Ub Ising's "Flip the Frog" and Fleischer's "Bimbo".

The 8 major studios each started off the 30's with a diminutive black and white anthropomorphic cartoon star.

Except Paul Terry.  "Farmer Al Falfa".  Is there a sketchbook story in there?


Talk to you soon.

Wednesday, August 1, 2012

Uncle Jeffy's Sketchbook! - 8-1-12

Is I firmly stand at middle age (49 and rising) and am just learning to do the things I should have done when I was a boy, I continue with my sketchbook.

I think when I first pick up a clean sketchbook, I try and emulate what I've seen other people do when they draw.  NOT copy what they draw or the style in which they dray it, but the sketchy/draw over things style that is very foreign to the way the process works for me.  I try and work looser like the way I see "rough sketches" from artists look.

I've spent a lifetime drawing straight in ink though, and worked at a cartooning style that appealed to that seemed spontaneous and unplanned...illusional improv in cartoons.

So when I see me being sketchy in a sketchbook it right away feels false.  I gotta stop doing that.  If the sketchbook isn't true to the person filling it, then what is.

Baby steps, Jeff.

Here's a few animals.  The zebra started as examining a simplistic style and I liked it, so I proceeded to the elephant and I liked that a lot.  Then I drew the tiger and it all looked wrong...too short a snout/muzzle.  Then I grazed my pen against the page and made a line that sullied the remaining blank white space.  The line looked like the top of the spectre's cowl, so I finished it.  success...I reached the flowing sub-conscious, if only for a second.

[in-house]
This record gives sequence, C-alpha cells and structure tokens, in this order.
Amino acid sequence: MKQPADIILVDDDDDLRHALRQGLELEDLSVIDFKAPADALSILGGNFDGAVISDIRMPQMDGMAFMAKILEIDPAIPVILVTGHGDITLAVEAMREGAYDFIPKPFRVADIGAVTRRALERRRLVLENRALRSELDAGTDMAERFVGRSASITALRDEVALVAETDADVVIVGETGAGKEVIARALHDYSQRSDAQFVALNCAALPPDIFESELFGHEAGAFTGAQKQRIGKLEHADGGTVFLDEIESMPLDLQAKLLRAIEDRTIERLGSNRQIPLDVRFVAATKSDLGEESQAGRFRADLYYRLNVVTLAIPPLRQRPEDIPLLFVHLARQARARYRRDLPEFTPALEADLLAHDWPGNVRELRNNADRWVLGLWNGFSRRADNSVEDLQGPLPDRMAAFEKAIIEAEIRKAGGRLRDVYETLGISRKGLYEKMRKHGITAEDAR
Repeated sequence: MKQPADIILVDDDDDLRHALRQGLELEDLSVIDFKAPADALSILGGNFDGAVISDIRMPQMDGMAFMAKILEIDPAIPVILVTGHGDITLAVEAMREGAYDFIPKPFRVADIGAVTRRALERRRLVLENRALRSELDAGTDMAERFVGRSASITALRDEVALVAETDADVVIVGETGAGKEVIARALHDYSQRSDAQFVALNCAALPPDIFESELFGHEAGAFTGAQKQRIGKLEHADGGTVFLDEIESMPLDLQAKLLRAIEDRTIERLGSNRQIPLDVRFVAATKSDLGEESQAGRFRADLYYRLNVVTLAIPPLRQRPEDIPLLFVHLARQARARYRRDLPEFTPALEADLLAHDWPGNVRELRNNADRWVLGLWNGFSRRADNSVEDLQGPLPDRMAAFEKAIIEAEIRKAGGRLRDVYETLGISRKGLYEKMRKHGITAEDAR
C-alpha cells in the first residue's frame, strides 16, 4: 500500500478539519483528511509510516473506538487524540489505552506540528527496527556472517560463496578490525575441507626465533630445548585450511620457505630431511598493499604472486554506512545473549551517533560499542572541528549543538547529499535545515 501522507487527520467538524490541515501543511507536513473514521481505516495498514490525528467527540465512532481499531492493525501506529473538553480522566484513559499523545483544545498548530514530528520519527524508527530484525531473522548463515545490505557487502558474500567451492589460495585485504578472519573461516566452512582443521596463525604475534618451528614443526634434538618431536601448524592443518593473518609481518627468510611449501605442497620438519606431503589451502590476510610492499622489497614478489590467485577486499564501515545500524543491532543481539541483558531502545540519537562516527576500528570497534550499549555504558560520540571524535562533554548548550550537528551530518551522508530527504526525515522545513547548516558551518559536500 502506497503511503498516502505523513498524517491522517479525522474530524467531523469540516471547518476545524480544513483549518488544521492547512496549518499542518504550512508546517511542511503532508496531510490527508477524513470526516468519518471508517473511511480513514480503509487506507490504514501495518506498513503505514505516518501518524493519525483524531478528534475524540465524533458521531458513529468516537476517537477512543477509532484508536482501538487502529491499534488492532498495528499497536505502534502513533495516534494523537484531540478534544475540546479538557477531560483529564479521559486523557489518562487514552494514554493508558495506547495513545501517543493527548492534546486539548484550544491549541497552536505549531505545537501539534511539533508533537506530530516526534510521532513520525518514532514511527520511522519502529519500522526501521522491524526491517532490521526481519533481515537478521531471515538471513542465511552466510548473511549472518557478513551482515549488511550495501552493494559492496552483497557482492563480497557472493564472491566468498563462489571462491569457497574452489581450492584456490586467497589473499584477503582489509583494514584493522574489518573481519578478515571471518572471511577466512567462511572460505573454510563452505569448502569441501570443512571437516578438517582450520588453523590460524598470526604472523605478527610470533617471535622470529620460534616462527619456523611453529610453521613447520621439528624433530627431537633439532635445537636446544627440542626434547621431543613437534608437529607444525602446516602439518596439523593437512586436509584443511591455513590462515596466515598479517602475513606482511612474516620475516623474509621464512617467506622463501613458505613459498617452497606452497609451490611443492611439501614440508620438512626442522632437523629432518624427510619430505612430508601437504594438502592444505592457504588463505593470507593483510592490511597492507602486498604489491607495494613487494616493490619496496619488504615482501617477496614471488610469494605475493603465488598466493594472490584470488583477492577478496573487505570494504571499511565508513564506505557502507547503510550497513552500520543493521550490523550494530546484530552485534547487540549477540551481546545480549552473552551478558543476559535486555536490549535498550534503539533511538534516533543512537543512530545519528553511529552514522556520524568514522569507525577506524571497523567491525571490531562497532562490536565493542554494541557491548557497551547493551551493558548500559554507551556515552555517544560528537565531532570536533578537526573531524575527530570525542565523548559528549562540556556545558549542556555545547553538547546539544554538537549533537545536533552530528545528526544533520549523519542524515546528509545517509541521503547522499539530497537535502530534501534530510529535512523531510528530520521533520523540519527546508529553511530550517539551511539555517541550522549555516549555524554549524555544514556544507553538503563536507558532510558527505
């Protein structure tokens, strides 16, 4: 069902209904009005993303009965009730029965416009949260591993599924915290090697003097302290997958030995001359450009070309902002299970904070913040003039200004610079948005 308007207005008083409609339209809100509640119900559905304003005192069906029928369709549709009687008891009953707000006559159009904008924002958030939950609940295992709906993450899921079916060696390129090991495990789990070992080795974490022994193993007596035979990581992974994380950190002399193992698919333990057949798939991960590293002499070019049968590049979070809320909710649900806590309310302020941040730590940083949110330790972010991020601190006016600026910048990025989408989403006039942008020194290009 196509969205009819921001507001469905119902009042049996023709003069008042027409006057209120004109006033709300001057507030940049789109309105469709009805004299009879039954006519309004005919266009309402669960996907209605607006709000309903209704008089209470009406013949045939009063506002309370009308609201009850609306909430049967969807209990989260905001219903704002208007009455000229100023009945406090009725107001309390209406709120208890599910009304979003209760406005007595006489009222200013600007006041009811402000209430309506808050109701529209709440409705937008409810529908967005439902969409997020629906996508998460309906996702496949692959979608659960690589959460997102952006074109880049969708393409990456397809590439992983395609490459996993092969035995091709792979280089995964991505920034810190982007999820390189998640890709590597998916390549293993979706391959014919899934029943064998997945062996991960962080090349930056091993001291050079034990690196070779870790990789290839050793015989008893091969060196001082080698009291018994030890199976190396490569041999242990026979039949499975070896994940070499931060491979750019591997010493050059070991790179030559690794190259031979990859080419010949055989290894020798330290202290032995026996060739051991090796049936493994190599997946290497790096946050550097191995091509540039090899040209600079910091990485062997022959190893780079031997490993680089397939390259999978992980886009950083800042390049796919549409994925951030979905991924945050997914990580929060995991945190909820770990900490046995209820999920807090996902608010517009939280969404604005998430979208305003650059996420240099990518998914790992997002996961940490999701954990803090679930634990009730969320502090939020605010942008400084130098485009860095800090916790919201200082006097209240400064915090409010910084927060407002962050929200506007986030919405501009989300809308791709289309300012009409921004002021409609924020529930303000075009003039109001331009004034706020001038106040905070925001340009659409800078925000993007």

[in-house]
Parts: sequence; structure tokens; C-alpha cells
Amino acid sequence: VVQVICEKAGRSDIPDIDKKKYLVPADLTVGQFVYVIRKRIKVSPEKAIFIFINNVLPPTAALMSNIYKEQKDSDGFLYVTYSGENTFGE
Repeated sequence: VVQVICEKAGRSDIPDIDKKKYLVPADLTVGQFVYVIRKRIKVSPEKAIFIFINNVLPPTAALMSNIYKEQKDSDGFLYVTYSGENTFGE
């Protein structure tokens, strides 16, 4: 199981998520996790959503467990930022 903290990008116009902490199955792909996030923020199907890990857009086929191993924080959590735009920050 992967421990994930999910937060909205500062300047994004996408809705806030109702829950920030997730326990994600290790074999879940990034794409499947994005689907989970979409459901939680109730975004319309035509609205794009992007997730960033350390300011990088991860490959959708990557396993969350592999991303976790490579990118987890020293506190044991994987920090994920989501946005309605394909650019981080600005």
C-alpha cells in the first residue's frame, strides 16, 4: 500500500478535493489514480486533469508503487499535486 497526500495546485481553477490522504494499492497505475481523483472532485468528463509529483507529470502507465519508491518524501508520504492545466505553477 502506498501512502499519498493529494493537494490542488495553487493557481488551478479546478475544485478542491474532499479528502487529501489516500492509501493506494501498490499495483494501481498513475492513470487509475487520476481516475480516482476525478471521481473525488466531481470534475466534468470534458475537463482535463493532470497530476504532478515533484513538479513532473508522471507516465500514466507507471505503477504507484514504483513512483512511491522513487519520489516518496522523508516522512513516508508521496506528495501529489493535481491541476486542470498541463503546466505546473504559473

I wondered what an ant would look like leaning on a bar.  All six appendages having to find a slumpen home.  Then I thought I'd draw a woman from a rear 3/4 view, because I think girl's butts are cute...the face turned into one of those sketchy things I don't like, but I knew if I drew just a headless butt, I'd be picked out as a perv.  Then I drew a circle and charlie Brown wanted to get out.

I thought pulling a random common noun generator up on the Internet would give me some words that would make me draw out of my comfort zone.  All it did was make me skip over words I didn't want to draw.  Then I got to "breakfast" and got hungry.  I also thought I'd work on my sloppy lettering and filled up the depression-era parents would be proud of me for not wasting.  I think it reined my eggs though.

Thanks so much for the encouraging comments yesterday on my thoughts and use of sketchbookery.  I know working out ideas on paper instead of in my head would be good, I wasn't confident in what I was doing for sure until I got some input.

Thanks for validating me, outside world! - Maybe that's another issue.

Talk to you soon.